$ go run test.go open notes.txt: no such file or directory
There is no hint of the type of the error or where this error originated from, such as function name or line number. To be able to get more information to user, we would have to add annotation to our error:
$ go run test.go Error opening file: open notes.txt: no such file or directory%
A better way to approach this is to use error wrapping.
Here’s a very simple example: our type will allow attaching of a timestamp to the error. It will also print the timestamp as part of the error message. The code:
ErrorWithTime struct has two attributes: the wrapped error
err and the
time of the error occurrence
Error() function will include the
timestamp of the occurrence alongside with the error itself. The
function is the one doing the magic. It takes an error as an argument and
returns the error wrapped in a
ErrorWithTime, with the exception timestamp
attached (set to
main function does not care about the type of the error. It checks for
its presence and
$ go run test.go open notes.txt: no such file or directory @ 2019-04-05 2106.055665 +0200 CEST m=+0.000287159%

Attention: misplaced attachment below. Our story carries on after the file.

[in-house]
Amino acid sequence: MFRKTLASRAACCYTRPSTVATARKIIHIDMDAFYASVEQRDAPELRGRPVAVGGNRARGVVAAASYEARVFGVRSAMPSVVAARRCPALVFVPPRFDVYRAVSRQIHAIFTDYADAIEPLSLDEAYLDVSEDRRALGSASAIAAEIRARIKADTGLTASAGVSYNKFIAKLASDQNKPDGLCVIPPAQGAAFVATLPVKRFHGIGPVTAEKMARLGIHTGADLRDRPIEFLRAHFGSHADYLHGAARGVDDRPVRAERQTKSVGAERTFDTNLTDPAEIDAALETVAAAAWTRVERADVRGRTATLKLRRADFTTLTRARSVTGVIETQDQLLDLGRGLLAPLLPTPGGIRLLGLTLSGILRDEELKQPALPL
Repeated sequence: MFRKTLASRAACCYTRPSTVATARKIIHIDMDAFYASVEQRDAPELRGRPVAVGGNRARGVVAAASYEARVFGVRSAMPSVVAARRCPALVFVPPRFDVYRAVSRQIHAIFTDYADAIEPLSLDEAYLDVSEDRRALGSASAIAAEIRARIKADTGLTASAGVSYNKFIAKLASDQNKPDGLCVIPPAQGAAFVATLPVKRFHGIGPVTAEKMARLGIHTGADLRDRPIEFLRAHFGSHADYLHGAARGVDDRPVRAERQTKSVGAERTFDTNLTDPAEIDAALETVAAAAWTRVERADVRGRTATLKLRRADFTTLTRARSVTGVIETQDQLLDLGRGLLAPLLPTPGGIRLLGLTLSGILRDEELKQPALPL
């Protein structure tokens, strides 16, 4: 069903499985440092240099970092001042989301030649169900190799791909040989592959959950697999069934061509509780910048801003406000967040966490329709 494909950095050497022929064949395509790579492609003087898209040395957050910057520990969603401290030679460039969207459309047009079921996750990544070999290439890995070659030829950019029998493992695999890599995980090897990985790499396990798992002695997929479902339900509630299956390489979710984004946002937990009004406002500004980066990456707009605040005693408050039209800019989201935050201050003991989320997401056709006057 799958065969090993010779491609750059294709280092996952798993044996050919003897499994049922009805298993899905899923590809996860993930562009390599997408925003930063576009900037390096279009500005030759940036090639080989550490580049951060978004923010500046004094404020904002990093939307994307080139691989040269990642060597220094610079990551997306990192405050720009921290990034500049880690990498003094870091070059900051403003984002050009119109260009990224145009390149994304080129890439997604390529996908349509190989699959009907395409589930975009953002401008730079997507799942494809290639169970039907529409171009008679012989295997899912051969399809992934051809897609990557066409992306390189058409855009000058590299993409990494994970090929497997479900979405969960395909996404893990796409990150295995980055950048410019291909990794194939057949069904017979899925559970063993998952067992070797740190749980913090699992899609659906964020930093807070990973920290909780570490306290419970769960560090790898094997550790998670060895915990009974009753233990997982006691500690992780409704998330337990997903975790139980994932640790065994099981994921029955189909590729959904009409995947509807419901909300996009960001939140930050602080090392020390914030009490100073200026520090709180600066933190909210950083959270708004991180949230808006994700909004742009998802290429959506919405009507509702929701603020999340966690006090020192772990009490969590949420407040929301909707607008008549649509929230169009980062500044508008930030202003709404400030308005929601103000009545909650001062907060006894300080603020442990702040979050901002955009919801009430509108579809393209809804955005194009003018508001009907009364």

I admit - the timestamp of the error occurrence might not be that useful in this context. What is important is that it paints the idea how we can attach more information to errors by wrapping them. If you read Dave’s article I linked above, you will see the shortcomings of this approach and the argument for unwrapping.
Now, having this in mind, let’s move back to the error inspection proposal and see what the authors are proposing.
Go 2 Error Inspection
While wrapping works, it comes at a certain cost, which the draft design document addresses:
If a sentinel error is wrapped, then a program cannot check for the sentinel by a simple equality comparison. And if an error of some type T is wrapped (presumably in an error of a different type), then type-asserting the result to T will fail. If we encourage wrapping, we must also support alternatives to the two main techniques that a program can use to act on errors, equality checks and type assertions.